- Women’s Fiction
| Synopsis |
Jean seems the perfect wife and mother but she struggles to love her daughters whose material comforts mask emotional neglect. When the youngest daughter, Susan, brings ‘shame’ on the family, Jean can think of only one response. She has to make the problem disappear. Finding the strength to stand up to her mother for the first time in her life, Susan does the only thing that she can to save her baby. What Susan doesn’t realise is that her mother’s emotional distance hides a dark secret of her own. Examining the divide between generations, between mothers and daughters, this emotionally charged novel asks whether we can ever truly understand another, however close our ties.
| Interview |
Originally a city girl, Colette has made her home in one of the many former mining villages in County Durham. When not working as a retail manager for a large children’s charity she will more than likely be writing, even if it’s only a shopping list. She also enjoys cooking, gardening and taking the dog on long walks in the countryside near her home. She has been married for almost forty years and has two grown-up sons.
- What book from your childhood still has a place in your heart today?
‘The Faraway Tree,’ by Enid Blyton. For a girl growing up in an inner city a wood was exotic never mind a tree with magical places at the top of it. It’s the first book that I remember enjoying.
- Which fictional character stayed with you long after you finished the book?
Tess Durbeyfield from Thomas Hardy’s ‘Tess of the d’Durbervilles.’ As soon as I ‘met’ her in an ‘A’ level English class I was rooting for her. If I could change the end of the book I would but the reality is Tess wouldn’t do things differently.
- Can you tell us a little about your journey with your new release?
It started out as the story of a girl who doesn’t know what a mother’s love is. These days we rightly call it neglect but in my book, the girls’ mother thinks she is giving her daughter everything that she needs. She is fed, clothed and has a roof over her head. What else could she want? As I went along I wanted to examine what made the mother behave the way that she did. There are always two sides to every story.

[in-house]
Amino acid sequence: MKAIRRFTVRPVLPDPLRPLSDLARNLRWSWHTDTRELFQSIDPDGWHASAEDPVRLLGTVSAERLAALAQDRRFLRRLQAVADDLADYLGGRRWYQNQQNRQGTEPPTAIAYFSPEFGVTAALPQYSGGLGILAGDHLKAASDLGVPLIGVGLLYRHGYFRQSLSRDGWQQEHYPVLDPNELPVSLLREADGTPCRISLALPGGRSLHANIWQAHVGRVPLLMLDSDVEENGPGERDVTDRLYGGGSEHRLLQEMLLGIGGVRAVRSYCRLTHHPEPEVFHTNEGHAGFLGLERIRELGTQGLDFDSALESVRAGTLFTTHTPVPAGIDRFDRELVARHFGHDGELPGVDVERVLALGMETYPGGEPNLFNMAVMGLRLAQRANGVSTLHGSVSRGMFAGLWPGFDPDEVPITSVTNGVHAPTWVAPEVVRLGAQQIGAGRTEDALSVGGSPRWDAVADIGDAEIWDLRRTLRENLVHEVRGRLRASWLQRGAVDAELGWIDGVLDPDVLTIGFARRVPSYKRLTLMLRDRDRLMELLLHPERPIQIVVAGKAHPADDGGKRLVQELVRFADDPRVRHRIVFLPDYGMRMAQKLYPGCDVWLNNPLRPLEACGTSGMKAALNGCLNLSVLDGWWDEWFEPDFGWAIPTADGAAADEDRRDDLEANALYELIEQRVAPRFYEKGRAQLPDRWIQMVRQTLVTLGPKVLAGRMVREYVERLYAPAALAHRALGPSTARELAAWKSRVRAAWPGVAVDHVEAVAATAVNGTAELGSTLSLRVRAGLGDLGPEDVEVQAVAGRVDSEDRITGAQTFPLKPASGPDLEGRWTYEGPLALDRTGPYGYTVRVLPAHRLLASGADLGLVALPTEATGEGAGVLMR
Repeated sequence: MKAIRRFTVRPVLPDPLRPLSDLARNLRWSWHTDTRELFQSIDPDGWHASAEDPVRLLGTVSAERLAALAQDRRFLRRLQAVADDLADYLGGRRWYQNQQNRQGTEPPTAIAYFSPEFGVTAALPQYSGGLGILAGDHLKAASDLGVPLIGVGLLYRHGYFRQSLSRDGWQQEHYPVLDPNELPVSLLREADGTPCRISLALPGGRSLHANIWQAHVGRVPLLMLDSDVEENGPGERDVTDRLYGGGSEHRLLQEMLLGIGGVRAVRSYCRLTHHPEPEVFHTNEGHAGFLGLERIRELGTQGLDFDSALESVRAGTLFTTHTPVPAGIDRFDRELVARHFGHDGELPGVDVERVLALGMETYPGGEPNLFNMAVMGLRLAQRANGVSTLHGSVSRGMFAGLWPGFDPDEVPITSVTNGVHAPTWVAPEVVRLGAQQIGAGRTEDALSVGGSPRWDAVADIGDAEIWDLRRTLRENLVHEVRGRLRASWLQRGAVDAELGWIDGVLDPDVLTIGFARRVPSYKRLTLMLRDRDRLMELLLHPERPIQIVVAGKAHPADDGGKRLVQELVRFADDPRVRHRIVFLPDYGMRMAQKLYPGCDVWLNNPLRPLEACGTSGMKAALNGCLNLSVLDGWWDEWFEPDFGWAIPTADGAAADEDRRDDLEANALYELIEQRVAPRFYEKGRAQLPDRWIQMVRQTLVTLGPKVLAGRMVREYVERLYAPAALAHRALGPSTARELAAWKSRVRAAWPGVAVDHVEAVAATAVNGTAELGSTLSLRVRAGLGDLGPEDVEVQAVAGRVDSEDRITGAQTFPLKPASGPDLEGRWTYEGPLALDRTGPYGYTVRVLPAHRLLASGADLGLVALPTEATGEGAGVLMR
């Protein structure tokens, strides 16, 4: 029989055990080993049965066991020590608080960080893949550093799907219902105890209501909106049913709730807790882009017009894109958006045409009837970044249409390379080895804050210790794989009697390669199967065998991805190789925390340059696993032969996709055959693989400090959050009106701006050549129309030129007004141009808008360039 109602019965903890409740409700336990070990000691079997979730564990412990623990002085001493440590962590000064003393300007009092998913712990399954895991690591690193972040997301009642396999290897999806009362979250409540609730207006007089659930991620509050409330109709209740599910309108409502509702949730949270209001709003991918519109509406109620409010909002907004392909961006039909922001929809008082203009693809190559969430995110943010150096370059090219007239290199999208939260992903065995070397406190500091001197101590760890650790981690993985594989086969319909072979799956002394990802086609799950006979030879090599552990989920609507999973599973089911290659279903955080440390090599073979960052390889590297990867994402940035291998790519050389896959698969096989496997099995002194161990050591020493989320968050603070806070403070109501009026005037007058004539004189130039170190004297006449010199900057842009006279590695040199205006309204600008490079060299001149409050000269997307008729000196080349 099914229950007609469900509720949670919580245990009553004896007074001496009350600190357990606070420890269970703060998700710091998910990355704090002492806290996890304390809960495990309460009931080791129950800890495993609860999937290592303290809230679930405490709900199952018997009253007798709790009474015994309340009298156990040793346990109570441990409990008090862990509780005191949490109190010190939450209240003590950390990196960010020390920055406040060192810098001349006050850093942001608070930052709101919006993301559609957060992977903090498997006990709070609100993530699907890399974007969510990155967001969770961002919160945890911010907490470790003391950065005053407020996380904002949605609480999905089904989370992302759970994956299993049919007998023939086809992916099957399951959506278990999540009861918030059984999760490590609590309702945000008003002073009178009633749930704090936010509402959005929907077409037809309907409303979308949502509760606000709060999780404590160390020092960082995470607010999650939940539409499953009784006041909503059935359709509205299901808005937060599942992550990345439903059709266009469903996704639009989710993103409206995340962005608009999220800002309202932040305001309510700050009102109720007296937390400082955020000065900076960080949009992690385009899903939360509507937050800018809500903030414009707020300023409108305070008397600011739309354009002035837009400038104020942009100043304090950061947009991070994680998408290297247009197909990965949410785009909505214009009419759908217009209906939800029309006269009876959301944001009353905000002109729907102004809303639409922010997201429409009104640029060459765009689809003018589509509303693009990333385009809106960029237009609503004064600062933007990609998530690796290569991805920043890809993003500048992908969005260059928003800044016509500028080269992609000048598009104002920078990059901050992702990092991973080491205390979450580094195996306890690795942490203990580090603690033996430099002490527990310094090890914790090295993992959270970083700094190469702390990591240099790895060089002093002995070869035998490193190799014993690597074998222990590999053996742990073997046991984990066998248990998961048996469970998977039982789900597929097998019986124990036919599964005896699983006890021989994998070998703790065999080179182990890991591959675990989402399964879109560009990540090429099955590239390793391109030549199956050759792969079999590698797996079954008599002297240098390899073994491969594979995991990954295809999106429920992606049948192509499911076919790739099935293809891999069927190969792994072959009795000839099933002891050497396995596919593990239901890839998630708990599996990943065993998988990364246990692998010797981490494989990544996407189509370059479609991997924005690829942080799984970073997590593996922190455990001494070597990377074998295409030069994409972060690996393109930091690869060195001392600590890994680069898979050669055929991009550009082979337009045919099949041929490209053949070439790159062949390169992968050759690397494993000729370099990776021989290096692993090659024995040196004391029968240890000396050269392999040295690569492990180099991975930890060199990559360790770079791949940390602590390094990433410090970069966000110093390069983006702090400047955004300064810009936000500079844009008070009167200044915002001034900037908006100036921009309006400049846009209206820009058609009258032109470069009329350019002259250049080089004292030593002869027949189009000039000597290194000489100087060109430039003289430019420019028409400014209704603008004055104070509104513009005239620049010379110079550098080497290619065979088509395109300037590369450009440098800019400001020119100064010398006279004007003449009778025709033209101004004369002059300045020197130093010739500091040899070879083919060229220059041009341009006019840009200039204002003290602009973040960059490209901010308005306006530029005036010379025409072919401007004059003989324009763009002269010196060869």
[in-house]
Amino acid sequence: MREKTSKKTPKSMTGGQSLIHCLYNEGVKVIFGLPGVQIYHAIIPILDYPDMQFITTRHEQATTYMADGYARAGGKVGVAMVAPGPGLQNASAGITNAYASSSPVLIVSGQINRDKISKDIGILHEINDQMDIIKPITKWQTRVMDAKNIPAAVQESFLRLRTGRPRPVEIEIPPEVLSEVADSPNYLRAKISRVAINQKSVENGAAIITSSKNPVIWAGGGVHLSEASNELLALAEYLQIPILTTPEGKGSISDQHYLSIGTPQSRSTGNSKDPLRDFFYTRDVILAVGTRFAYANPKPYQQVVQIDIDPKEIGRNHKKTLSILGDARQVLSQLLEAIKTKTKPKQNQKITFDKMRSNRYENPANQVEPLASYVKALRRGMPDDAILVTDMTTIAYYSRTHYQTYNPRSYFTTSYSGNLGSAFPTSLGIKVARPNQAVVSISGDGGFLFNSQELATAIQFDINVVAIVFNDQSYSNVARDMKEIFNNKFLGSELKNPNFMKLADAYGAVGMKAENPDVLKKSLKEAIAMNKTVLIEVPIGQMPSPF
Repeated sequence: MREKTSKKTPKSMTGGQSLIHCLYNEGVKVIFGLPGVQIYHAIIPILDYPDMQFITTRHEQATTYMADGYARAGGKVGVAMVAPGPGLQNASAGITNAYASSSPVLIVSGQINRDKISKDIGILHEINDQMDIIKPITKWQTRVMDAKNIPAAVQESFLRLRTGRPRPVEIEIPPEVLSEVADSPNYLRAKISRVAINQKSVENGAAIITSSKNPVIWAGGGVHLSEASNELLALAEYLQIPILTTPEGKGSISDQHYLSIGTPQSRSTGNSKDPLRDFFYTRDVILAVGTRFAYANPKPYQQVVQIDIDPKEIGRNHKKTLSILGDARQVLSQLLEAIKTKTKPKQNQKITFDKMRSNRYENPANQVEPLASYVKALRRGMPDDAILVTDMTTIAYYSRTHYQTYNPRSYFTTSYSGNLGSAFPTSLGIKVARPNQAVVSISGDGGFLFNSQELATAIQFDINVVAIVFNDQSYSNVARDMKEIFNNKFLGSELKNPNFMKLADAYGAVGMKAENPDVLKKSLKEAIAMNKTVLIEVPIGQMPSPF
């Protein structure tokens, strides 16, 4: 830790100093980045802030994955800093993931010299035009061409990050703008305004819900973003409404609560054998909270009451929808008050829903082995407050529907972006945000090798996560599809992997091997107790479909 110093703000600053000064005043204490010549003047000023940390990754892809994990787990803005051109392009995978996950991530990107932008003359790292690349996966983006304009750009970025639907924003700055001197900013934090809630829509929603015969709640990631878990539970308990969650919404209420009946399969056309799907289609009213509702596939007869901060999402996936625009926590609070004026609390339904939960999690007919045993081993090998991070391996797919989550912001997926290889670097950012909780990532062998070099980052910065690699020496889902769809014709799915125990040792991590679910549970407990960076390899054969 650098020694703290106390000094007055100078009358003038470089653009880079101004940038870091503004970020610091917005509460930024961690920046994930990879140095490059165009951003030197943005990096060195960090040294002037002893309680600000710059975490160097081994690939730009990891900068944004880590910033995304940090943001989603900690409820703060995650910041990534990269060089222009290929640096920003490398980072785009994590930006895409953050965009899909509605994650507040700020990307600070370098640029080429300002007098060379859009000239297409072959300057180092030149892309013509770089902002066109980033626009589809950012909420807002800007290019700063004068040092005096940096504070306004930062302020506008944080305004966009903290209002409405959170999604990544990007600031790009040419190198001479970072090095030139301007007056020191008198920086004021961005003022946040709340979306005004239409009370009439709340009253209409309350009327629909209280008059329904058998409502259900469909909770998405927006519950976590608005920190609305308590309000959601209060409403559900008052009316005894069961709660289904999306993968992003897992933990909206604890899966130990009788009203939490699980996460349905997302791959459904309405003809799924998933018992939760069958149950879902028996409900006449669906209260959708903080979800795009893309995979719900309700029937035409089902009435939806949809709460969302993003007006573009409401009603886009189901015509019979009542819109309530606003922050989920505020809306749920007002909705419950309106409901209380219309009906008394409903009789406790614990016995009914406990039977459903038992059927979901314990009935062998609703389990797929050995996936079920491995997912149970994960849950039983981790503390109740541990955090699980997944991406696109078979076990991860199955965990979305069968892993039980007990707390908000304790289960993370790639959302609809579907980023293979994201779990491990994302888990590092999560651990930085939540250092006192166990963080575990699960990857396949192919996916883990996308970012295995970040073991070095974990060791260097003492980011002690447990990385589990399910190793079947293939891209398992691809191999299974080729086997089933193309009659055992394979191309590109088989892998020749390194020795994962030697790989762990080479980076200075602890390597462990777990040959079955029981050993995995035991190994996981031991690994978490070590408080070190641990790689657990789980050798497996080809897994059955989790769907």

- Do you get an emotional connection to your character’s?
Not so much with Susan (the daughter) but the more I got to know Jean (her mother) the more I sympathised with her. She had been brought up in different times with different values. I hadn’t wanted to like her but the more I wrote about her story the more I felt sorry for her. I
- Can you please, share a photo with us that tells a story.
I took this photo when I was going through an ‘arty’ period. I’m no photographer but for a while I liked to take pictures from unusual angles. When I saved this one I called it ‘Reach for the Sky,’ and as soon as I saw it, for me, it represented what I was trying to do when I wrote.
- What was your favourite read of 2017?
I don’t like to call this my favourite because it’s a book that I wish had never been written – or at least written to end the way it did – but ‘The Diary of a Young Girl’ by Anne Frank is the book I read in 2017 that stayed with me. For such a young girl she had a way of writing that draws the reader in and even though I knew what happened to her the way the book ended, her final words, left me a sobbing wreck. An incredible writer taken too soon.
- If your book came with a theme song what would it be?
I can’t think of one so I’d have to ask Ed Sheeran to come up with something.
- Is the genre you write your favourite to read?
Not really. I don’t have a favourite genre to read. If a book grabs my attention, by its cover, by recommendation or whatever I will usually give it a go. It’s a method that has served me well.
- If you could ask your readers anything, what would you want to know?
Did you enjoy the book?
- What are you working on now?
I’m in the very early stages of a romance that starts in the summer of 1976. I have the characters and I have an ending but not much in the middle yet.
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